The green explosion in Southcentral Alaska is happening right on schedule. With rare exceptions, during the third week of May the leaves of deciduous trees and shrubs—especially birch, cottonwood, and alder—unfold from their bud cases in response to longer days and gradually warming temperatures to dramatically alter the drab brown and gray landscape of post-breakup almost overnight. The first signs of emergence are subtle as the tiny tips of new leaves begin to show so gradually they’re hardly noticed, but then a warm day or two accelerates the process to the point the whole area appears suddenly awash with the bright new color, emulating the sweeping paintbrush animation from some of the old Disney nature films of 60 years ago. Most of the new leaves are a light, bright chartreuse, taking on a vibrant translucent glow in any backlit situation. It’s a wonderful occurrence that vividly illustrates the dramatic seasonal transformation at this latitude more graphically than just about anything else. And the intense chartreuse hue doesn’t last long; within just a few days the new leaves mature and become a darker, denser green as the chlorophyll pigment settles within the leaf to carry out the vital process of photosynthesis—the making of energy from light —which is essential for the ongoing life of the tree. A host of new plant growth is rapidly occurring at ground level as well and wildflowers will begin to show soon, but the seasonal emergence of new leaves in the boreal forests is a very special time; take advantage of it while you can.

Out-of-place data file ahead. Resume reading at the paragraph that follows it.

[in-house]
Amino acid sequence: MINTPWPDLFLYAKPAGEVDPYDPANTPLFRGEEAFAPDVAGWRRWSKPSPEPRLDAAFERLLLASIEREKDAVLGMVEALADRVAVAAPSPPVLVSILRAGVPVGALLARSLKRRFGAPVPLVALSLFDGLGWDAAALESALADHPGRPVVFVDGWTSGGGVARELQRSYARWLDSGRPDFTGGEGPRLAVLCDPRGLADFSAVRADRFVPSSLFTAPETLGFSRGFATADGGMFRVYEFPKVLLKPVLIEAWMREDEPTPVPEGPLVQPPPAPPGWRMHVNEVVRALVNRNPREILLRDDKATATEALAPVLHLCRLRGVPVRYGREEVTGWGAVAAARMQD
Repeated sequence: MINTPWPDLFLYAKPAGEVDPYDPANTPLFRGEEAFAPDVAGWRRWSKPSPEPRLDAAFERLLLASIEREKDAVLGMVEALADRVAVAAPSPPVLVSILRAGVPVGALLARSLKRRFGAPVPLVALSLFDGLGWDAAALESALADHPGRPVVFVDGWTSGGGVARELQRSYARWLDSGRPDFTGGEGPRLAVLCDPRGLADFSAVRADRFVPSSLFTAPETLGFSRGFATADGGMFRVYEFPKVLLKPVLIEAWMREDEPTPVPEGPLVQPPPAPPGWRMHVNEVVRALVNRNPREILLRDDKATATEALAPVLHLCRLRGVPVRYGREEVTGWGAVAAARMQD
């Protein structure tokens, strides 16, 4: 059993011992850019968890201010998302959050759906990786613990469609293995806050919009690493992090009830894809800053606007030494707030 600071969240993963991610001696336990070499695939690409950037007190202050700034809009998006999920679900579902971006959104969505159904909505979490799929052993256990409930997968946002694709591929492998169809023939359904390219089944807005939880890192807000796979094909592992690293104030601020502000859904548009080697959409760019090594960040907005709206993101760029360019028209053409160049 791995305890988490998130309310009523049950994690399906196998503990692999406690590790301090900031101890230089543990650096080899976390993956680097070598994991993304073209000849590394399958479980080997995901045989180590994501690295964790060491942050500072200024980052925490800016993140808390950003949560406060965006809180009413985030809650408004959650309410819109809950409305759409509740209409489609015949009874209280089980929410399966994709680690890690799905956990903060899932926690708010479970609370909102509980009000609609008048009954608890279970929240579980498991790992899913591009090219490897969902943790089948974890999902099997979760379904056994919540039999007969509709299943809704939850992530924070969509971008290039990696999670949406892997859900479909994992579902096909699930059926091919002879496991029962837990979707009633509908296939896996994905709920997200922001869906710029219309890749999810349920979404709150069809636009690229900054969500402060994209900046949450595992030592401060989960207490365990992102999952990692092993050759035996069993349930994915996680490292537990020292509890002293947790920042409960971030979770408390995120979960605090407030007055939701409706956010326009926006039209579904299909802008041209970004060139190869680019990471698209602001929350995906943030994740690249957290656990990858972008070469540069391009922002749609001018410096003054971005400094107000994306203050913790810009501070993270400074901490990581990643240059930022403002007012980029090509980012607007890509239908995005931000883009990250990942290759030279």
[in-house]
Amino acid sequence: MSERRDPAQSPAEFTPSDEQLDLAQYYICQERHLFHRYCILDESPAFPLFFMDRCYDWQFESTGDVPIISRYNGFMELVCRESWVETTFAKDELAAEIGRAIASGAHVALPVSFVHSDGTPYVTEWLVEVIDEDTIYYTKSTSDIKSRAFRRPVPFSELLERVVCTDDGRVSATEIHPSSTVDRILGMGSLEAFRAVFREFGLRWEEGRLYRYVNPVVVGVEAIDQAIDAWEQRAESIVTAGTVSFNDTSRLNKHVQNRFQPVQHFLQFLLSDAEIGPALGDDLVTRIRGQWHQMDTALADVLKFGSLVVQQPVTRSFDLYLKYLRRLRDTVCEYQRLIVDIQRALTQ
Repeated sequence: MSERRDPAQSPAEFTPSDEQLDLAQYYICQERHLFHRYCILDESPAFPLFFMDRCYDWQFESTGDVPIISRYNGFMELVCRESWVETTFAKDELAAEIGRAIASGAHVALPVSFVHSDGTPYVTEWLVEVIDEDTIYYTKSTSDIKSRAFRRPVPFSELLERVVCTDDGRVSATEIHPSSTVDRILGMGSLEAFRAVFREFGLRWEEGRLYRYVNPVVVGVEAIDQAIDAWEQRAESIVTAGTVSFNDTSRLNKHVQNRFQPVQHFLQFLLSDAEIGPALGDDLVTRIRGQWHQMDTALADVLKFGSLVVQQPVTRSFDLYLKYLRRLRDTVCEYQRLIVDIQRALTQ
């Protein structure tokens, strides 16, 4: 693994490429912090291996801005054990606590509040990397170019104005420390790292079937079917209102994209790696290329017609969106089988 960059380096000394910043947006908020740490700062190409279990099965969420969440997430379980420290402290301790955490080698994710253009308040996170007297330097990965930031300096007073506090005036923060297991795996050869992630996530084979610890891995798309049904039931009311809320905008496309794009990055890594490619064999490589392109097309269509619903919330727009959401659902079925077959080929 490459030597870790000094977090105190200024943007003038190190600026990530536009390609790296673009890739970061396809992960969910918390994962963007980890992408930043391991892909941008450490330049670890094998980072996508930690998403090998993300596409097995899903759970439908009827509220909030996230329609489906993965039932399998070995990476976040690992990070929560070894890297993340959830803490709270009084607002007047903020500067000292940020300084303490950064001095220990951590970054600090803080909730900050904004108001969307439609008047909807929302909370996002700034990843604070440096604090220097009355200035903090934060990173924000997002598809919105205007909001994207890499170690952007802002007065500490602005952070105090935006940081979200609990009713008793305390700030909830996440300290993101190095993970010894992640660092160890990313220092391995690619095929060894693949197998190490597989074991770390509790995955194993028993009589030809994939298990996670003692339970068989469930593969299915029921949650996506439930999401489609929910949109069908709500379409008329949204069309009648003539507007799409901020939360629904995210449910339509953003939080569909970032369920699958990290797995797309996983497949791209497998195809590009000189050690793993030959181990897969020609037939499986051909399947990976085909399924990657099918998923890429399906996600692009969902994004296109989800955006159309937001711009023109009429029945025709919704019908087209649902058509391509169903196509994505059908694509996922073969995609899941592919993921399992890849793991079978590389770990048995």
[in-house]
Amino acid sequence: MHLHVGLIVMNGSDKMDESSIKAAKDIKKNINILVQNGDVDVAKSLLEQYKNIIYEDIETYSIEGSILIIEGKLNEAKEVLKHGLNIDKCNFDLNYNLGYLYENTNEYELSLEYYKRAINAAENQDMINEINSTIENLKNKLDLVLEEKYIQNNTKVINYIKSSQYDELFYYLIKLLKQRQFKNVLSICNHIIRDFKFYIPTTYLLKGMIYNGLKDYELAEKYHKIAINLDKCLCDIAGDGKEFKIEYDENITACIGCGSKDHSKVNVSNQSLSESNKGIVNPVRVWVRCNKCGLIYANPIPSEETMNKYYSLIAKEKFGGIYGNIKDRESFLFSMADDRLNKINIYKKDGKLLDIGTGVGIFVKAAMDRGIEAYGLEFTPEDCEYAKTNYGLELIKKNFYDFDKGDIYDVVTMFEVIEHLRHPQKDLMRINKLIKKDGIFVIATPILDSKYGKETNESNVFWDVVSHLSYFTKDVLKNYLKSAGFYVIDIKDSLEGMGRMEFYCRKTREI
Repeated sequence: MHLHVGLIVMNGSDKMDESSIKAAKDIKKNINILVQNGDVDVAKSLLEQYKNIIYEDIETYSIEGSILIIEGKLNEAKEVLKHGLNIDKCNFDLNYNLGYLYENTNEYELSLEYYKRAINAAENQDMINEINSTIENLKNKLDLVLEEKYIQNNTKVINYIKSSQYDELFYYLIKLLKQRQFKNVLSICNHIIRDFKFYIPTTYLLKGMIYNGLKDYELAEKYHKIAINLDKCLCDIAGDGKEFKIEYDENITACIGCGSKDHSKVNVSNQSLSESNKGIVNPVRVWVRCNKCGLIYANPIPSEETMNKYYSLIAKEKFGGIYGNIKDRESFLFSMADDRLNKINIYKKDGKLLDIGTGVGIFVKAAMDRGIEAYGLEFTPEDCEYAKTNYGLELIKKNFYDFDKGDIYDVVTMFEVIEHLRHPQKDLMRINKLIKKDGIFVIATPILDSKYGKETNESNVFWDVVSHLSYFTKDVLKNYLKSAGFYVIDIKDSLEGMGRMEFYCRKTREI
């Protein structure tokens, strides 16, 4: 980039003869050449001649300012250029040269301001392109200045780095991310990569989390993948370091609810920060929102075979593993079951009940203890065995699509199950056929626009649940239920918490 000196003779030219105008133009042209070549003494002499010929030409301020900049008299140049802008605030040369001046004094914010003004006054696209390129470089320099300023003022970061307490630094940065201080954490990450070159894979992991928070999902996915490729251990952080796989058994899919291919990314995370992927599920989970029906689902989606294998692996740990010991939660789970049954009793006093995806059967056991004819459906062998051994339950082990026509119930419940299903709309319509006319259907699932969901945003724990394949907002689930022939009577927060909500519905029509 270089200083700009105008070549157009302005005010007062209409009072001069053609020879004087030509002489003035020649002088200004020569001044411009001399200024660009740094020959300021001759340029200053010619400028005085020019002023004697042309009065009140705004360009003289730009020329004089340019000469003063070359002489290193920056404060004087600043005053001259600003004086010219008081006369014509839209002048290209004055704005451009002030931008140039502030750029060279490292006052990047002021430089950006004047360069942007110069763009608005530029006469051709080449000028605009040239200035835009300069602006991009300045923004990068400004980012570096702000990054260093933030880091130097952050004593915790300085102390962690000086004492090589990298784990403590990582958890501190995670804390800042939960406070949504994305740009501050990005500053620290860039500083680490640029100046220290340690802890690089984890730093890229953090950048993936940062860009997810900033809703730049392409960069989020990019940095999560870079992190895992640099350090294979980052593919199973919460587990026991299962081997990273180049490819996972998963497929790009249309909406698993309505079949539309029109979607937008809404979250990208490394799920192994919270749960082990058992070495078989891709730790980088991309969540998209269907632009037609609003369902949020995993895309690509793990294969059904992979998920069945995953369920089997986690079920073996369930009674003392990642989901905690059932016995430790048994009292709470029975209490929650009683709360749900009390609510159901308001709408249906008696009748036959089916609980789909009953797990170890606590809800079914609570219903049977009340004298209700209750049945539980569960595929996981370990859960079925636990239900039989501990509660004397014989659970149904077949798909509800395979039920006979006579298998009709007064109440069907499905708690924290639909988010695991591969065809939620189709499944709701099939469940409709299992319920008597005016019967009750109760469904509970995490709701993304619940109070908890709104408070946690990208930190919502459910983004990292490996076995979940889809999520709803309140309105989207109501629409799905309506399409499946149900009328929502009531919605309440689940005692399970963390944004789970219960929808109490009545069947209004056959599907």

©2010-2023 Chuck Maas